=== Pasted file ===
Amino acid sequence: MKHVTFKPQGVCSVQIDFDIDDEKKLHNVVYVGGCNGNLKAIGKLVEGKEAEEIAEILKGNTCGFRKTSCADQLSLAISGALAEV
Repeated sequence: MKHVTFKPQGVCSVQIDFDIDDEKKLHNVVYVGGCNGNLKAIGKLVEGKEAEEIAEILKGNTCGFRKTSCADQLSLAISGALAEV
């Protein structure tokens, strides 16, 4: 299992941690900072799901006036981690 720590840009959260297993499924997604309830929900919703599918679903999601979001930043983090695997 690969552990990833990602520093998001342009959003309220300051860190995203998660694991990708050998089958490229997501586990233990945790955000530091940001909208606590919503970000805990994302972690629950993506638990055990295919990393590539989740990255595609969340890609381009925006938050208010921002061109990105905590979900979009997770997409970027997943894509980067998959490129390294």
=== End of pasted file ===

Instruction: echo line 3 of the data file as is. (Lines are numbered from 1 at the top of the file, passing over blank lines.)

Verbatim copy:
């Protein structure tokens, strides 16, 4: 299992941690900072799901006036981690 720590840009959260297993499924997604309830929900919703599918679903999601979001930043983090695997 690969552990990833990602520093998001342009959003309220300051860190995203998660694991990708050998089958490229997501586990233990945790955000530091940001909208606590919503970000805990994302972690629950993506638990055990295919990393590539989740990255595609969340890609381009925006938050208010921002061109990105905590979900979009997770997409970027997943894509980067998959490129390294």